Scientists at Yale University discovered that doses as low as 1 ppm of fluoride decrease bone strength and elasticity, making fracture more likely.(112) Another group of researchers found that fluoride accelerated the development of osteoporosis.(113) A 1992 study of elderly patients found ‘a small but significant increase in the risk of hip fracture in both men and women exposed to artificial fluoridation at 1 part per million’. As with the bone cancer, the adverse effects of fluoride accumulation on bone strength were greater with men.(114)

Fluoride has the potential to increase skeletal mass to a greater extent than any other pharmacologic agent, yet it has proven difficult to translate this into therapeutic benefit for patients with low bone mass in diseases such as osteoporosis, according to a 1996 study by Michigan’s Center for Osteoporosis Research. This apparent paradox can be explained in part by toxic actions of the ion on skeletal mineralization, impairment of the normal processes of bone resorption, and fluoride-induced decreases in strength per unit of bone (mass or volume).(115)

Belgian arthritis researchers reviewed thirty years clinical research on fluoride in the treatment of osteoporosis. They point out that fluoride has a dual effect on osteoblasts (the cells from which bones are made). On the one hand, it increases the birthrate of osteoblasts, while on the other hand it has a toxic effect on the individual cell with mineralization impairment and reduced apposition rate resembling osteomalacia. Fluoride has a positive effect on axial bone density, they say, but the axial bone gain is not matched by similar changes in cortical bone. (The cortical bone is the hard outer part of bone where a bone’s main strength lies.)(116)

Among the studies cited, two show an increased rate of hip fracture among patients treated with high doses of fluoride (50-75 mg per day). (117, 118)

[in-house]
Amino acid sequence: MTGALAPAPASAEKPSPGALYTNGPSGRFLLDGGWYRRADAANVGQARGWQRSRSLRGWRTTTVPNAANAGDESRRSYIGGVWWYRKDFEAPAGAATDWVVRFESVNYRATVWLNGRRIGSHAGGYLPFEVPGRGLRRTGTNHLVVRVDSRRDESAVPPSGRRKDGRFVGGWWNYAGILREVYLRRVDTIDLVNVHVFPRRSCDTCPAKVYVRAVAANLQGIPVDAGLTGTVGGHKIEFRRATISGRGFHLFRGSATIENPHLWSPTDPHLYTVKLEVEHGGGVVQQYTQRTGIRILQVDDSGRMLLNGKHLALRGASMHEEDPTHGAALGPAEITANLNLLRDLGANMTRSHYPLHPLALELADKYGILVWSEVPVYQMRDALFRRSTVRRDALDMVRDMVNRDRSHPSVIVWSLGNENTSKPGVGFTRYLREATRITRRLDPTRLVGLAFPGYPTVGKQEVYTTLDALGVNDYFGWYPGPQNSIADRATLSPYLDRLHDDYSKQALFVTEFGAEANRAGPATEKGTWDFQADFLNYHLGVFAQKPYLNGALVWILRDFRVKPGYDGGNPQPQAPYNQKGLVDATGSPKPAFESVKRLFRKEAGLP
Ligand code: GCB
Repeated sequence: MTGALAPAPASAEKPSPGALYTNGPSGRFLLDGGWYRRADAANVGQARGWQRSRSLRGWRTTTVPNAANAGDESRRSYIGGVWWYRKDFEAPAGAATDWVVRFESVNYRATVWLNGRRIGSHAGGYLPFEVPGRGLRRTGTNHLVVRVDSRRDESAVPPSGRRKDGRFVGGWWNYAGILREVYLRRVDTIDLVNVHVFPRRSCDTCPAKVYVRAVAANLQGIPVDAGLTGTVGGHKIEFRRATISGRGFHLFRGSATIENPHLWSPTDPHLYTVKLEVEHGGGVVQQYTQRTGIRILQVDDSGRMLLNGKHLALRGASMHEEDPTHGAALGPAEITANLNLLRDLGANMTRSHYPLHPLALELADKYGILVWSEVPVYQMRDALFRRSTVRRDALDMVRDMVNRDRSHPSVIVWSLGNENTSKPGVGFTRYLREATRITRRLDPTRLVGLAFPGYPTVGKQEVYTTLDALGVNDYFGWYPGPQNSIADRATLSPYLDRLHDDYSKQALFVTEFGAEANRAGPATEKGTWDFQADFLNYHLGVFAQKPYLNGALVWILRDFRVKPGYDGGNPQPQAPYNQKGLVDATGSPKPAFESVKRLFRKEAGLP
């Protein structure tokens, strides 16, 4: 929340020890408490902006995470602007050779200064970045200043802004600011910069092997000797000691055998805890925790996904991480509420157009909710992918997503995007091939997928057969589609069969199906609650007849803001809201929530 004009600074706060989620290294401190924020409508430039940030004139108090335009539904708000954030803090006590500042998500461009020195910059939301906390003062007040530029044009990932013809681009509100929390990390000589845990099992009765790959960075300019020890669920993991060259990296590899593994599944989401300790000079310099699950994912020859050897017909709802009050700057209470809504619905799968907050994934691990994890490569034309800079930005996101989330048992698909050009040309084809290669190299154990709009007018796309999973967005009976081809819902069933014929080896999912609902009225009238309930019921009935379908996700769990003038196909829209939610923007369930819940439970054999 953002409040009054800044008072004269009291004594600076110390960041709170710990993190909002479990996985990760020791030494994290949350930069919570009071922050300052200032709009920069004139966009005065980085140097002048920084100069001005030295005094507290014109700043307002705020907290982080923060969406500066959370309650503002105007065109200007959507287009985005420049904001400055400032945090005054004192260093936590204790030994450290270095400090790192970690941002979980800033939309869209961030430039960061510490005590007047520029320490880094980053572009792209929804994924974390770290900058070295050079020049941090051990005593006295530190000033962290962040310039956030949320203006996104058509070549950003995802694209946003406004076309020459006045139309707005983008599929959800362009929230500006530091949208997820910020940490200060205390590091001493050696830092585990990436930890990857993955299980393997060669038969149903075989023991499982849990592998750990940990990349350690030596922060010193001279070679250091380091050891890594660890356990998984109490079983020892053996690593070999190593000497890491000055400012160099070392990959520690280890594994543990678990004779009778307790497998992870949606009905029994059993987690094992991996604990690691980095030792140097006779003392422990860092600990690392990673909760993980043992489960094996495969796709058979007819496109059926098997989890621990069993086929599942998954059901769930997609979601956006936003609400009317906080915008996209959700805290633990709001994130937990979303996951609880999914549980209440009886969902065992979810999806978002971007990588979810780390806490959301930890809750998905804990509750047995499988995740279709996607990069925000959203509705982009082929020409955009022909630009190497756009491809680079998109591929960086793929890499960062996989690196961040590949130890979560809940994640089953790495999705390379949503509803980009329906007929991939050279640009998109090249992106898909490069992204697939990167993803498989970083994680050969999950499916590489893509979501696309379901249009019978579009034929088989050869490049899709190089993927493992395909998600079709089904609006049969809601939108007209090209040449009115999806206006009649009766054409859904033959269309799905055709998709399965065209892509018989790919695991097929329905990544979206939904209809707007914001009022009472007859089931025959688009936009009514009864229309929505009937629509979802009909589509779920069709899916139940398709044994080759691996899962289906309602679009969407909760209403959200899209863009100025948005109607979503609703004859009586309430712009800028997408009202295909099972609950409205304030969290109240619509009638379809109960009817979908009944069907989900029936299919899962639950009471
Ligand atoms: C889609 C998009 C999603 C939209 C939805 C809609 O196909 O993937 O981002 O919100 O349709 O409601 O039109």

In an experiment on cow bone, fluoride treatment reduced the mechanical strength of bone tissue by converting small amounts of bone mineral to mostly calcium fluoride. This action reduces the structurally effective bone mineral content and also possibly effects the interface bonding between the bone mineral and the organic matrix of the bone tissue.(119) A Polish study published in 1999 found that treatment with fluoridated water decreases the bending strength of the femoral neck and shaft in laboratory rats.

A New Zealand review of recent scientific literature reveals a consistent pattern of evidence–hip fractures, skeletal fluorosis, the effect of fluoride on bone structure, fluoride levels in bones and osteosarcomas–pointing to the existence of causal mechanisms by which fluoride damages bones. Public health authorities in Australia and New Zealand have appeared reluctant to consider openly and frankly the implications of this and earlier scientific evidence unfavourable to the continuation of the fluoridation of drinking water supplies.(120)

Dr. Connett reports that, of eighteen studies conducted since 1990, ten have found an association between water fluoridation and hip fractures in the elderly.(121) “One study found a dose-related increase in hip fracture as the concentration of fluoride rose from 1 ppm to 8 ppm (Li et al, 1999, to be published).(122) Hip fracture is a very serious issue for the elderly, as a quarter of those who have a hip fracture die within a year of the operation, while 50 percent never regain an independent existence.”